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Title: Identification of regulators and effectors of RhoGTPase signalling in corneal epithelial cells
Author: Terry, S. J.
ISNI:       0000 0004 2729 7676
Awarding Body: University College London (University of London)
Current Institution: University College London (University of London)
Date of Award: 2011
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Epithelial cells adhere to each other and are connected via a series of junctions. Tight junctions (TJs) are a specific type of junction consisting of heteromeric protein complexes that are linked to the actin cytoskeleton and are important in regulating paracellular permeability and cell polarity. RhoGTPases are small molecular switch proteins that are important regulators of the cytoskeleton and modulators of gene expression. RhoGTPases have thus been identified as being major signalling components associated with TJs. However little is known about how RhoGTPases are regulated to control junction formation and gene expression in corneal epithelial cells. I used a siRNA screening approach combined with functional assays to identify components of RhoGTPase signalling that affect the assembly of junctions and gene expression in Human corneal epithelial cells (HCE). I identified and validated several candidates that regulate junction assembly. One of these candidates was p114RhoGEF, a novel TJ localised guanine nucleotide exchange factor (GEF) important for the assembly of functional TJs. p114RhoGEF is a widely expressed and I discovered its depletion effects junction formation and morphogenesis in three dimensional culture systems in different epithelial cell types. p114RhoGEF is required for activation of RhoA at cell-cell junctions and junctional actinomyosin activity, p114RhoGEF is present in a complex containing Myosin II-A, the RhoA effector Rock II and the junctional adaptor protein Cingulin; indicating p114RhoGEF is a component of a junction associated RhoA-signalling module. p114RhoGEF, thus regulates spatial activation of RhoA at cell-cell junctions and organisation of the junctional cytoskeleton. p114RhoGEF may also have a role in cell migration, as depletion in HCE cells, caused cells to migrate at a slower rate during wound healing assays. I have also started to explore the function of a putative p114RhoGEF ortholog, cg10188 in Drosophila melanogaster. Preliminary experiments have identified cg10188 to be important in larval development.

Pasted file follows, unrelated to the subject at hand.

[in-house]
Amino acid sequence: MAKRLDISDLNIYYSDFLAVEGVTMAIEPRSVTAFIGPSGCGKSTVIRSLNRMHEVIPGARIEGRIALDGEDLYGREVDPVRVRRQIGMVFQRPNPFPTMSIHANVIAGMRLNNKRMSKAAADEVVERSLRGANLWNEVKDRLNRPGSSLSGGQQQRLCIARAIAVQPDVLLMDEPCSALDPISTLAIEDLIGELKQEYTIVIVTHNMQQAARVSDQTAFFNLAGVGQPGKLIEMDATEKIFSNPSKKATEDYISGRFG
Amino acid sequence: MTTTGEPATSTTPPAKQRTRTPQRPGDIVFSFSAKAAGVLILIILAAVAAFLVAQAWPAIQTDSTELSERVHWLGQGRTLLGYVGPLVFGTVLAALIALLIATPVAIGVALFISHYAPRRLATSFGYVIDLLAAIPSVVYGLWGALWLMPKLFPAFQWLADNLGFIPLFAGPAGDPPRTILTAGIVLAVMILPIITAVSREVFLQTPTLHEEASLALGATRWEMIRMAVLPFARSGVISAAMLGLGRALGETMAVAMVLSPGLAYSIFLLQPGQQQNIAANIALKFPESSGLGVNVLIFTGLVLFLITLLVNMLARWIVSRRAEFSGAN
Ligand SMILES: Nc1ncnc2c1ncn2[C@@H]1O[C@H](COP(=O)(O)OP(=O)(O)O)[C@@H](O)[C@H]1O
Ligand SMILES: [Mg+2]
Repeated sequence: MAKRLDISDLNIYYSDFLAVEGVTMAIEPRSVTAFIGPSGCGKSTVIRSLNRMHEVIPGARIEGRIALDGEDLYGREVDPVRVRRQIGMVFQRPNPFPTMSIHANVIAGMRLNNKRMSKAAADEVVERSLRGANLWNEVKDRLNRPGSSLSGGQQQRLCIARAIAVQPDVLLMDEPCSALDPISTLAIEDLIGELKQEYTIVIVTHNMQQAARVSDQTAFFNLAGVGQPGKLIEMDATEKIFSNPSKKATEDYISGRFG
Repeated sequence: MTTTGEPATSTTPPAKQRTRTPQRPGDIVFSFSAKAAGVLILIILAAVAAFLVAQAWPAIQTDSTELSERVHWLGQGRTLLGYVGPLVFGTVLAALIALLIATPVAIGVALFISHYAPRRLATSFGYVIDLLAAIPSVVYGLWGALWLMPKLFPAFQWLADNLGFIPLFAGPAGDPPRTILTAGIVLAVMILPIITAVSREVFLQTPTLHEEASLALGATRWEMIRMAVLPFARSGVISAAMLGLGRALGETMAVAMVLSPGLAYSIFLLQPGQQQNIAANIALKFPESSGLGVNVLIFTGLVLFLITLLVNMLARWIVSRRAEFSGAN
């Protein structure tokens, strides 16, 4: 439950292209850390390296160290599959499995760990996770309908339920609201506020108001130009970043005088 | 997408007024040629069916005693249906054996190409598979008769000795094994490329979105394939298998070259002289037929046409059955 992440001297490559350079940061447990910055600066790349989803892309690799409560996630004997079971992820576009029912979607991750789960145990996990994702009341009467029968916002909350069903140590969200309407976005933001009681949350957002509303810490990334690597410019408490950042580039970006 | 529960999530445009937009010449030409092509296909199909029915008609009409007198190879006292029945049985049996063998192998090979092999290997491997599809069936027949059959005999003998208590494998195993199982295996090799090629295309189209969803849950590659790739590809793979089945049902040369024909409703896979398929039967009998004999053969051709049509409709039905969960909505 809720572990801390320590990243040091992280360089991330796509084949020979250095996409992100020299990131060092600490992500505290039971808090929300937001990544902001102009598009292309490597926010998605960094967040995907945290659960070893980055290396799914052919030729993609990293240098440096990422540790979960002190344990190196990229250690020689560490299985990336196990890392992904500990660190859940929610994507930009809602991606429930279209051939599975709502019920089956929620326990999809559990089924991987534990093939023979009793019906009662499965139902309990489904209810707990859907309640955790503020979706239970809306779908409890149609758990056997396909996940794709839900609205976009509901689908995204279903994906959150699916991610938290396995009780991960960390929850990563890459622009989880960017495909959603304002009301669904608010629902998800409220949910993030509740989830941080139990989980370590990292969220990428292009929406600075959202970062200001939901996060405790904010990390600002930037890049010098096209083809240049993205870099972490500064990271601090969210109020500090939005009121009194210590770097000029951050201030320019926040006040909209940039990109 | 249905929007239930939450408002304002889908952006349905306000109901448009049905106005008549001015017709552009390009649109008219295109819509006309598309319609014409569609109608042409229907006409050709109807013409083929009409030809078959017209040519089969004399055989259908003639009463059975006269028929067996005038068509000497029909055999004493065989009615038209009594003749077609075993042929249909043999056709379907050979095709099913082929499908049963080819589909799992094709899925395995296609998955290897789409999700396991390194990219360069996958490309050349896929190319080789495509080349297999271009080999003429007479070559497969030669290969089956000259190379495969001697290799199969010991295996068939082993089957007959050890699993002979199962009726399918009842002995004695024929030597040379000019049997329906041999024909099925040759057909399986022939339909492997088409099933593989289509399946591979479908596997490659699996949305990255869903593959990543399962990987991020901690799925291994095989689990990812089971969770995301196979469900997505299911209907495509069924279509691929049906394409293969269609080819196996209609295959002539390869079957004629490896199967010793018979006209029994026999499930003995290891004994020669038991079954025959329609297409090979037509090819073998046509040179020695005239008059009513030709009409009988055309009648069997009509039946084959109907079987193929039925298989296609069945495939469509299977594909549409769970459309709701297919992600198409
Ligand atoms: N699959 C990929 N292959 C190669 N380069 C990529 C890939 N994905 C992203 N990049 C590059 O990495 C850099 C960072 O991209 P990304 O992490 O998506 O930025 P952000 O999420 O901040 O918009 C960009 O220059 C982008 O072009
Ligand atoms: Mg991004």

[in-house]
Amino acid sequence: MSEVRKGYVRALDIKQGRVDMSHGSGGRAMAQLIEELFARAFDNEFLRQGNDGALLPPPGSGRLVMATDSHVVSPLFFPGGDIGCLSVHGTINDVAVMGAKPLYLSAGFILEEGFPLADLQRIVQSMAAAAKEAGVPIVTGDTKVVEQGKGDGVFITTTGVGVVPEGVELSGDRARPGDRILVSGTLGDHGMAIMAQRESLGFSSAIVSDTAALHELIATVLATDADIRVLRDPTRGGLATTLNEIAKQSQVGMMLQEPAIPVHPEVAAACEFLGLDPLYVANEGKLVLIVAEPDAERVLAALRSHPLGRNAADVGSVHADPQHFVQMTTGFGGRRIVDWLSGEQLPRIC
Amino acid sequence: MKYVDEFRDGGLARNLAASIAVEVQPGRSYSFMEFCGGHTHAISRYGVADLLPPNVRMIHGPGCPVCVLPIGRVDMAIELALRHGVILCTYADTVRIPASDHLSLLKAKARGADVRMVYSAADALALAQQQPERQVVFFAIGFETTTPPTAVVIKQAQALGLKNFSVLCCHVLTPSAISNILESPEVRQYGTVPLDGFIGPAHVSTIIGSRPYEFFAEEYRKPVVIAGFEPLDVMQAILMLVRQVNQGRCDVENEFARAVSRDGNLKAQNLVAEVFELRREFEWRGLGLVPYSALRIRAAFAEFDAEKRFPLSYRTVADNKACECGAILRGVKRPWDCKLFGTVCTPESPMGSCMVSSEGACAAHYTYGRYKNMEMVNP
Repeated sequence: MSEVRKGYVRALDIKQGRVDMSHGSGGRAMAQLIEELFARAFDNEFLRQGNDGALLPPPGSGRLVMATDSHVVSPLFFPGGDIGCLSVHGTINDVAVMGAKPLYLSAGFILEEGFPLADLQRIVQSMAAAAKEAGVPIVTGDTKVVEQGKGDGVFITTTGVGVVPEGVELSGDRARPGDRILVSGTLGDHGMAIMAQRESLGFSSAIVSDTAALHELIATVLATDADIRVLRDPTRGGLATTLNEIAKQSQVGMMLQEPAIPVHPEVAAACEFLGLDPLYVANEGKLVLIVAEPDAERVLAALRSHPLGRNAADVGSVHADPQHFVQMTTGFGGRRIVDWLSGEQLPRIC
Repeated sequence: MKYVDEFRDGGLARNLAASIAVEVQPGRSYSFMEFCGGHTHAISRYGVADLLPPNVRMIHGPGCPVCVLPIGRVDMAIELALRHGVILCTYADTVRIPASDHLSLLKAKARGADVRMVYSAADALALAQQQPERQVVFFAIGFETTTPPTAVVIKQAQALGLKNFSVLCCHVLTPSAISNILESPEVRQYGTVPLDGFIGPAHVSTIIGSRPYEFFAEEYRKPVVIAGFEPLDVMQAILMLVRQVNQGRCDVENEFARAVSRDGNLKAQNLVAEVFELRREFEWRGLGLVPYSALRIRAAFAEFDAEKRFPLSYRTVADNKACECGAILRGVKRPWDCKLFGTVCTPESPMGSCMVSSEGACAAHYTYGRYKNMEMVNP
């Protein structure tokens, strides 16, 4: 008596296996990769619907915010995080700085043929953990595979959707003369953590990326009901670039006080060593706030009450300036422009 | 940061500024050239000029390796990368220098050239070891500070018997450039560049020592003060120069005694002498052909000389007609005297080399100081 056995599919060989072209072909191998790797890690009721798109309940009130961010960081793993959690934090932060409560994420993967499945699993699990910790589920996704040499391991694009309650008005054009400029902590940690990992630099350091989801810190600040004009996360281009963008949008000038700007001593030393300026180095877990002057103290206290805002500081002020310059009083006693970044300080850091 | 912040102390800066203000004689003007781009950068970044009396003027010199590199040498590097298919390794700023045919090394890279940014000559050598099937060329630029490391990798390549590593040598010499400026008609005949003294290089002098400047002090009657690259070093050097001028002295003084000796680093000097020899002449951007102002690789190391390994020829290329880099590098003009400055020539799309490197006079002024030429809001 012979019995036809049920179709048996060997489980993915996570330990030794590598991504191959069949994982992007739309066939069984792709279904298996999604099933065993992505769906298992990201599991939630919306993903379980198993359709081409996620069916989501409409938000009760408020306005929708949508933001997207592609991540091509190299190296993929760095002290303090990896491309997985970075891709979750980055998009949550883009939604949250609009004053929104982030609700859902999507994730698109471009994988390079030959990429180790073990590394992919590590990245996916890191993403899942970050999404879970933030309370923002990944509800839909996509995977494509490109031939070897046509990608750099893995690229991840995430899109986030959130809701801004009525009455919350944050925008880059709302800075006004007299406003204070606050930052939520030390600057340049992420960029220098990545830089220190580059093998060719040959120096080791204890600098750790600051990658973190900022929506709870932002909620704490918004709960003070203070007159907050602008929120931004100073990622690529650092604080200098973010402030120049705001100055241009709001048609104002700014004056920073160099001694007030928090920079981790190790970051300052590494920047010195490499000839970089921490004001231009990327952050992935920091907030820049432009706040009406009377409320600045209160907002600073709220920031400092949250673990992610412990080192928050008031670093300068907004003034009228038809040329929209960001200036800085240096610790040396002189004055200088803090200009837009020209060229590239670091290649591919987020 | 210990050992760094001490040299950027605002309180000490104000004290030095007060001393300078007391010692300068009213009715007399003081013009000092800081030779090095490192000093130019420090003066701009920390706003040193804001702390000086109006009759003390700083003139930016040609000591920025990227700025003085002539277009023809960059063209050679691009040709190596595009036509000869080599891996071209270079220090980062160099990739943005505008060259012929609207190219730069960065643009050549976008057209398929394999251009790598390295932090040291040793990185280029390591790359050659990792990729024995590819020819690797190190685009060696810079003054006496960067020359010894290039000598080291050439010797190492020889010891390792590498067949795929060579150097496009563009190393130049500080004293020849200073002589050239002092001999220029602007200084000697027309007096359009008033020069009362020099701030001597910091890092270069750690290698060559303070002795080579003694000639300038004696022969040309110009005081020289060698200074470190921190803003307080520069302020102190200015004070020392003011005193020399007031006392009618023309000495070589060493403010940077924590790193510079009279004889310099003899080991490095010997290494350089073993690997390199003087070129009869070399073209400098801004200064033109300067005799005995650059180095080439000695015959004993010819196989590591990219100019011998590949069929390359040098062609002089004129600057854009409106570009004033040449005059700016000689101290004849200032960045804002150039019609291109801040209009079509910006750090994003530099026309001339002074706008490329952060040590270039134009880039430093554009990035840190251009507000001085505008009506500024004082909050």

Supervisor: Not available Sponsor: Not available
Qualification Name: Thesis (Ph.D.) Qualification Level: Doctoral
EThOS ID:  DOI: Not available